“a stellar debut, thoroughly researched with keen dialogue”
It is rare for theatre to leave the audience silently stunned in the final blackout. However, Bottled will succeed in rendering you utterly speechless, trying and failing to hold back tears. For a debut playwright and performed by such a youthful cast, it’s an awesome achievement.
Katy, simultaneously played by Alice Vilanculo, Isabel Stone and Hayley Wareham, introduces herself to us on her fifteenth birthday. Over the course of the next hour we follow her as she gets a boyfriend, studies for her GCSEs and tries to get on with her mum’s new boyfriend, Brian. Brian seems alright at first, apart from his baking of strawberry flavoured cakes (Katy’s least favourite) he actually seems like a cool guy, offering to pay for Katy’s Spanish holiday with her mates and taking her fishing. But gradually her mum stops seeing her friends, Aunty Carol doesn’t come round anymore, and mum has quit her job because Brian can look after the both of them on his own. It doesn’t take long before Katy’s mum is isolated and Katy starts to notice purple patterns around her mother’s eye.
Exploring domestic abuse from the perspective of a teenager, and someone whose life is secondarily affected by manipulation, violence and fear is deeply emotive. Katy’s innocence and naivety means it just hurts harder. Each of the three actors portray their own emphasis and interpretation but form a hive mind on stage so that each is a distinct part of Katy.
Hayley Wareham’s script is cleverly balanced, introducing Katy as a bright, witty and ambitious young girl who’s aware of the absurdities of modern life. You immediately warm to her through humour but ultimately empathise with sincerity as you see how quickly circumstances can change. It’s a stellar debut, thoroughly researched with keen dialogue. The piece sensitively and subtly explores the current failings of the welfare system, in which refuge centres, hostels and temporary housing make it painfully difficult to sustain a life free from abuse, let alone thrive with one.
Chris White’s direction is necessarily stylised having multiple actors playing the same character. This has the effect of actually elevating the horror of the situation through echoes, amplification and repetition of sound and movement (Jess Tucker Boyd). Conversely, the set and lighting is sparse, with no more than a handful of props used with surprising utility coming from helium balloons.
Bottled makes for a truly affecting piece filled with emotional urgency that certainly proves it’s not about big budgets when it comes to impactful theatre.
“just the kind of gem of a production you always hope to find at a fringe festival”
A one-woman play set in a carnival just seems like an insurmountable challenge, made all the more difficult in such an intimate space as the Cavern in The Vaults. There are no circus acrobats, no bright flashing lights, no amusement rides. In fact, the stage is nearly bare, and Molly Beth Morossa appears wearing only a plain, though filthy, petticoat, with a pocket full of black feathers.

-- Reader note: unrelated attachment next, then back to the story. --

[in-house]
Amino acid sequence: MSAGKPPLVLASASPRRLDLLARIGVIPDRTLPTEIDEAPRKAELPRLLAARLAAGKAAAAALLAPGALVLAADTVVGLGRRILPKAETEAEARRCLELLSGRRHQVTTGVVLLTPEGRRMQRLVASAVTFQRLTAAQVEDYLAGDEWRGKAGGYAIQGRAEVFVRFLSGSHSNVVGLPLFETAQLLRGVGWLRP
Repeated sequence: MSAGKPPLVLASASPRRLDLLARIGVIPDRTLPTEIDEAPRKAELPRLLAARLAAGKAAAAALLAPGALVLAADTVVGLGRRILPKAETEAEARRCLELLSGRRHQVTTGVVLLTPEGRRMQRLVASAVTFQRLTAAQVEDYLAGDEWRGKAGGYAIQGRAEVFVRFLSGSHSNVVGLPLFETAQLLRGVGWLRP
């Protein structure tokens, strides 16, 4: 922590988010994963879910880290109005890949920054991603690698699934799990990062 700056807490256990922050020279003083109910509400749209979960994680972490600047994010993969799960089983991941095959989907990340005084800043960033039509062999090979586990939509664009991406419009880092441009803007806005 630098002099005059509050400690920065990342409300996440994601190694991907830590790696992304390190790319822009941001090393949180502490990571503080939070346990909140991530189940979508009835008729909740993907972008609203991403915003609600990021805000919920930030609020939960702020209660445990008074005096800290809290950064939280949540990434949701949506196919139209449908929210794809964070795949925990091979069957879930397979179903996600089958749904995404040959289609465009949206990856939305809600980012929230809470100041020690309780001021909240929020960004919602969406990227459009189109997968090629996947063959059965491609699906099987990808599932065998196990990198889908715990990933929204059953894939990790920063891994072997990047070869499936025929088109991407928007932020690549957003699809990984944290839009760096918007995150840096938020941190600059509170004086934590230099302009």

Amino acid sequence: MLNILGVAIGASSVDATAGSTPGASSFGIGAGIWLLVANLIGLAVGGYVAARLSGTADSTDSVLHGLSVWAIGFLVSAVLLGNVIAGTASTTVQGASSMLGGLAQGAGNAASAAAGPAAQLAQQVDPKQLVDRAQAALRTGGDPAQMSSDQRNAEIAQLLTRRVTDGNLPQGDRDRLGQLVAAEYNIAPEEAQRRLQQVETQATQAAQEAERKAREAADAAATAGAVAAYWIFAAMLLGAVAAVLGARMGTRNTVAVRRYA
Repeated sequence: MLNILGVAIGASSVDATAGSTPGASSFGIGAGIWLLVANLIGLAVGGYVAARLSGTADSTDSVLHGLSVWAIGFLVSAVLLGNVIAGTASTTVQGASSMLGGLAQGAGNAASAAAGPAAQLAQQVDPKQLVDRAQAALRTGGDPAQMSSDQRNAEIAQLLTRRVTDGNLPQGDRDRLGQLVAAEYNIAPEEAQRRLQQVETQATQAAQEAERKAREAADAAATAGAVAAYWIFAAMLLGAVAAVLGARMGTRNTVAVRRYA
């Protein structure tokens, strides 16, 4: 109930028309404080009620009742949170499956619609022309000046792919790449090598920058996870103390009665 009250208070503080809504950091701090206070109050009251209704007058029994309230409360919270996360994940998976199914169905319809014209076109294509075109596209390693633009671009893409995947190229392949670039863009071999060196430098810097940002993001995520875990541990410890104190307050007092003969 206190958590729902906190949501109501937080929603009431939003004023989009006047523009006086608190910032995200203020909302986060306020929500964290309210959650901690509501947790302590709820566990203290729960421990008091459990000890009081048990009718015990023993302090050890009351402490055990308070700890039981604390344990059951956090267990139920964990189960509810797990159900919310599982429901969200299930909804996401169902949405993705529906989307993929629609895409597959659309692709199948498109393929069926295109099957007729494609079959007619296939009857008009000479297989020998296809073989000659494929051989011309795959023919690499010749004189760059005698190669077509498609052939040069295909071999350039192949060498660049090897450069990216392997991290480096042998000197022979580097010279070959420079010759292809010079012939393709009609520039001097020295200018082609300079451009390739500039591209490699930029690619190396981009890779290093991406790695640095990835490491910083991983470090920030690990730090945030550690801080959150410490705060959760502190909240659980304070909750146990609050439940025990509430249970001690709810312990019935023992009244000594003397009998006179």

Young Poppy begins by telling the story of how she and Virginia came to meet Edward: The Laudanum sisters, as they would later be known, were living barefoot under a bridge, fighting over a corpse’s shoes when they were happened upon by carnival showman, Edward B. Friday. He resolved their squabble by finding a second shoed corpse, and from then on, they became a sort of family – “bound together with love and hate and need and spite. Like a real family.”
Poppy’s child-like excitement for Edward’s bloody carnival is infectious, and even as she describes the most gruesome acts, the audience is rooting for her dream of one day taking to the stage herself. The story is macabre in the extreme, but Morossa’s comic timing is enduring: even in moments where it seems the play has taken a nose-dive in to an inescapable tragedy, she wrenches a convulsive laugh from the audience. Not to sell her short though, she also creates moments of tenderness, and at one point, of genuinely terrifying menace. It is no surprise that Morossa is actor, writer and director all rolled in to one – it would take that kind of investment in a part to deliver that kind of performance.
There is no excess in this production – every element is used sparingly and to great effect: the set consists only of a frame draped in black cloth and a string of fairy lights; there are occasional snippets of carnival music but the soundtrack’s main feature is an intermittent children’s story-style narrator. This sometimes acts as relief for the almost too-gory details, and sometimes adds to the horror with its unflinching tone. Lighting is equally simple yet effective – long shadows dancing either side of Morossa on the old brick tunnel walls serve as a strange, ghost-like chorus.
The bare brick walls, and trains thumping rhythmically overhead come with the space, but seem particularly apt for this spine-chilling story; it feels almost like an immersive experience. In fact, I would go so far as to say it would be near impossible to reconstruct this atmosphere in a more traditional theatre set-up. This is just the kind of gem of a production you always hope to find at a fringe festival – Morossa and co-creator Celyn Ebenezer have achieved something that the West End, with all its high production value, would be hard-pushed to create.